• Pursue lifelong learning and professional development

CIVIL ENGINEERING TECHNOLOGY (BCET)

FRESHMAN YEAR

Fall Semester

R

L

C

CCEV113 Life in the Construction Lane 0 4 2
CCEV136 Building Construction 3 2 4
CHEM120 Chemistry for the Built Environment 3 2 4
ENGL100 English I 4 0 4
MATH205 College Mathematics I 3 2 4
Total

12

12

18

Spring Semester

CCEV118 Construction Graphics 1 4 3
CCEV206 Heavy Construction 3 2 4
ENGL115 English II 3 0 3
MATH250 Pre-Calculus 3 2 4
PHYS210 College Physics I 3 2 4
Total

13

10

18

SOPHOMORE YEAR

Fall Semester

R

L

C

CCEV202 Surveying for Civil Eng. 2 4 4
CCEV210 Structural Mechanics I 3 2 4
COMM400 Technical Communication 2 2 3
ELECTIVE Social Science Elective 3 0 3
MATH280 Calculus I 4 0 4
Total
14

8

18

Spring Semester

R

L

C

ELECTIVE Social Science Elective 3 0 3
CCEV310 Structural Mechanics II 2 2 3
CCEV360 Materials Testing and Quality Control Dynamics 2 4 4
CCEV405 3 0 3
ENGL350 Writing Competency Assessment - - 0
MATH290 Calculus II 4 0 4
Total
14

6

17

Summer Semester

Credits

COOP300 Optional Cooperative Education 0

JUNIOR YEAR

Fall Semester

R

L

C

CCEV472 Structural Analysis 3 2 4
CCEV480 Soil Mechanics 3 2 4
CCEV440 Applied Fluid Mechanics 3 2 4
CCEV350 Env. Topics for Design & Const. 3 0 3
MATH495 Applied Calculus and Differential Equations OR
MATH510 Calculus III1 4 0 4
Total

16

6

19

Spring Semester

   

Credits

COOP 400

Cooperative Education I

0

Summer Semester

R L C
CCEV455 Hydraulic Design 3 2 4
ELECTIVE BCET Technical Elective II - - 4
ELECTIVE Humanities or Social Science 4 0 4
CCEV510 Structural Steel Design 2 2 3
 
Total
- - 15

SENIOR YEAR

Fall Semester

 

    Credits
COOP600

Cooperative Education II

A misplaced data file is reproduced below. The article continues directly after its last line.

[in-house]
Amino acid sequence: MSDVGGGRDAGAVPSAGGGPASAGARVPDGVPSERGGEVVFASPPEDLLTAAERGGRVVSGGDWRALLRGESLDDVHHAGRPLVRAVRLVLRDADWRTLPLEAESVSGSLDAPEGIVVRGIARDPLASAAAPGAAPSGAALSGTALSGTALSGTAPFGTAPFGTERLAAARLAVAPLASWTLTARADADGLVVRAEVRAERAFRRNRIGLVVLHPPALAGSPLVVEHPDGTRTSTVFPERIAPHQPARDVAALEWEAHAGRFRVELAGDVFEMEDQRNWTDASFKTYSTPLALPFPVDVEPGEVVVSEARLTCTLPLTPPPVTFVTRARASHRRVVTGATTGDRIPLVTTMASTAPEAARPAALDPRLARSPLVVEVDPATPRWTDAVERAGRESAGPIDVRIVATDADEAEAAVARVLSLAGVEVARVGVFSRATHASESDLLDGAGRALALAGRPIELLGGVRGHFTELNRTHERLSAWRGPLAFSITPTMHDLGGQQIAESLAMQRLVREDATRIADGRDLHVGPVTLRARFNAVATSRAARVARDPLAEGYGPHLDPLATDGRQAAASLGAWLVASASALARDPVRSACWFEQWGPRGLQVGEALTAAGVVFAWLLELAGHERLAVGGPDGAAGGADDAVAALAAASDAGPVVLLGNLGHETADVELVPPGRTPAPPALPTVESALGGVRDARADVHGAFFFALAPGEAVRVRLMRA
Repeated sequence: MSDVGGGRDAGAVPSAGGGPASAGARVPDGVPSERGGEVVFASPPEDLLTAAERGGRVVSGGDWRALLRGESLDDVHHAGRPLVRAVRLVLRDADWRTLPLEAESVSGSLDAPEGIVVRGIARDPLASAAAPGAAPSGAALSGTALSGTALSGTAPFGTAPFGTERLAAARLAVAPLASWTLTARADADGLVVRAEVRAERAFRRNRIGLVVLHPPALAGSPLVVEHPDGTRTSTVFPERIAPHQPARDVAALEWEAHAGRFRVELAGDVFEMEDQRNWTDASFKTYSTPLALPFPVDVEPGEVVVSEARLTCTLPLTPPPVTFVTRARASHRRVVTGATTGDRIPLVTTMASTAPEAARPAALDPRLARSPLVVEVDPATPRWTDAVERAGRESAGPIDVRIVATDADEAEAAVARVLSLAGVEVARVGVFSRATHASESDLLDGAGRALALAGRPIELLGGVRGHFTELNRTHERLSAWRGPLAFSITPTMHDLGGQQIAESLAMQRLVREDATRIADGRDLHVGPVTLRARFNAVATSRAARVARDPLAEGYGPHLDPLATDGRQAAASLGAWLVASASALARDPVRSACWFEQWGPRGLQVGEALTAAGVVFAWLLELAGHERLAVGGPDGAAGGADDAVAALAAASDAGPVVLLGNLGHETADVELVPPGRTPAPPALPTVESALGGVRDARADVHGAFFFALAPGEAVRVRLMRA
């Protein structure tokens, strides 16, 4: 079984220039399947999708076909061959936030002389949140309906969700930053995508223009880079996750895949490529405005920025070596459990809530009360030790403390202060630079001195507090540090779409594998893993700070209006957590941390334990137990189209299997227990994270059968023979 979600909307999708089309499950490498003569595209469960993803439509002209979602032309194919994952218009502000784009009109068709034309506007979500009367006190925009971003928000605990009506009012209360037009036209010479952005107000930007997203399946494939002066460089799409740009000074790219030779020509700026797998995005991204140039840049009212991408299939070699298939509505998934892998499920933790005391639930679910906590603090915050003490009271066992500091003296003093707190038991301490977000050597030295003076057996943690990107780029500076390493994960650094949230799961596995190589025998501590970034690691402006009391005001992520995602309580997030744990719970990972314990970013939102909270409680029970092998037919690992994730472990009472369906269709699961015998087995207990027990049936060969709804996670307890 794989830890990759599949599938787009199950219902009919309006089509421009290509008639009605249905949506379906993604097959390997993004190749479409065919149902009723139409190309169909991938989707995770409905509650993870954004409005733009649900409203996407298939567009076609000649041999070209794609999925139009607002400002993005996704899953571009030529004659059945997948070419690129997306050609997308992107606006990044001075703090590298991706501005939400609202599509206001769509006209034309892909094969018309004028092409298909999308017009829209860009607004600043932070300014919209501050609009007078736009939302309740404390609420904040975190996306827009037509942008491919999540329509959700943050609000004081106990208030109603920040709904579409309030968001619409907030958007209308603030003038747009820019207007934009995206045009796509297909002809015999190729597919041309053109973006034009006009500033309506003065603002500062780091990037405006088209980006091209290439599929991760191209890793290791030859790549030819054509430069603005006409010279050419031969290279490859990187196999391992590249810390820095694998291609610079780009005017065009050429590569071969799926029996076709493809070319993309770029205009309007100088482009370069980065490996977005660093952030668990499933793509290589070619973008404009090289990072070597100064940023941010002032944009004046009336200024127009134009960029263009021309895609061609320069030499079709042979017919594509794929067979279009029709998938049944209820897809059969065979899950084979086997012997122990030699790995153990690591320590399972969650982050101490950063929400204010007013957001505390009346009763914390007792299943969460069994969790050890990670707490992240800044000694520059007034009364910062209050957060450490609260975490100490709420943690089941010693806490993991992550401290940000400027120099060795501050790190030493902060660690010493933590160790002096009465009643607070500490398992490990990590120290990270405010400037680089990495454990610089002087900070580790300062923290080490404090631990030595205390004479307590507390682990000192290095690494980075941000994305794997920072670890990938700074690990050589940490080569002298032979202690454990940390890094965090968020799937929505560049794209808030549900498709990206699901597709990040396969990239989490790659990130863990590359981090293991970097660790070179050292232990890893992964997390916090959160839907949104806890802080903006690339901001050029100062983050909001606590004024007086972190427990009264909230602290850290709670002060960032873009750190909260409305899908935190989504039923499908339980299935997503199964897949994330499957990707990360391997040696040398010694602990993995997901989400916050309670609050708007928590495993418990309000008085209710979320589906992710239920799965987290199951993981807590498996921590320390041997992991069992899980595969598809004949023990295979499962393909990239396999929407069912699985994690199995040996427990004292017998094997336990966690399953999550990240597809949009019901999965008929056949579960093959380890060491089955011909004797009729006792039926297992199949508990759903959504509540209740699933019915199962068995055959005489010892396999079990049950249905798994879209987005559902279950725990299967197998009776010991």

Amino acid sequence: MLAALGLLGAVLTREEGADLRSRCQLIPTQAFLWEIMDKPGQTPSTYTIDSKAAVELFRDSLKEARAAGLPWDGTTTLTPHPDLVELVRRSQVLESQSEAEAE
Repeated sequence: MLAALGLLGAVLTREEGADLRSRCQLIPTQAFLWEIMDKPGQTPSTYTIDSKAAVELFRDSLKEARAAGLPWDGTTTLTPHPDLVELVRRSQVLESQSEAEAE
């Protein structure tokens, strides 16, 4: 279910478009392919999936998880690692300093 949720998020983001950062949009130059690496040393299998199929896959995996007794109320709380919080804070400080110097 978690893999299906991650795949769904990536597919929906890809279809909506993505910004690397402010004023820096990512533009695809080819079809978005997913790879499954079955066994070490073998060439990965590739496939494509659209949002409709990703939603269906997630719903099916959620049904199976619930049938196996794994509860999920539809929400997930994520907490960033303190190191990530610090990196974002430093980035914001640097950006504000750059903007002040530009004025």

0

Spring Semester

R

L

C

CCEV460 Highway and Pavement Design 2 4 4
CCEV585 Reinforced Concrete Design 2 2 3
CCEV340 Water and Wastewater Treatment 2 2 3
ELECTIVE BCET Technical Elective I 2 4 4
ELECTIVE Humanities or Social 4 0 4
Total

12

12

18

Summer Semester

R

L

C

CCEV660 BCET Senior Design 0 8 4
ELECTIVE Humanities or Social Science 4 0 4
CCEV630 Professional Practice 3 0 3
ELECTIVE BCET Technical Elective II - - 4
1 Students who take MATH510 Calculus III must take MATH620 Applied Calculus and Differential Equations as one of their Technical Electives.

Elective I (Spring):

  • CCEV555 Foundation Design and Construction
  • CCEV575 Municipal Planning
  • MATH620 Applied Calculus and Differential Equations I

Elective II (Summer):

  • CCEV417 Design for the Environment
  • CCEV562 Earthwork and Construction
  • ENVM215 Environmental Ecology
  • MATH620 Applied Calculus and Differential Equations I

Electives will only be offered if there is sufficient student interest and enrollment.
R=Class Hours Per Week, L=Lab Hours Per Week, C=Semester Credit Hours


Construction Management (BCMT)

Leading to the Bachelor of Science Degree

The Construction Management (BCMT) program provides a background of technical skills to apply to a construction project from conception to completion. Students are taught the skills necessary to manage resources, time, cost, and quality with emphasis on team building. During the program, the skills developed include management, budgeting and cost control, cost estimating, scheduling, engineering fundamentals, and the development of analytical and communication skills. In addition, the Construction Management program is a cooperative education program where “hands-on” experience is acquired. Career opportunities for the construction manager are found throughout the industry and include the following: construction companies, government agencies, architectural/engineering firms, industrial firms, and manufacturing/materials suppliers.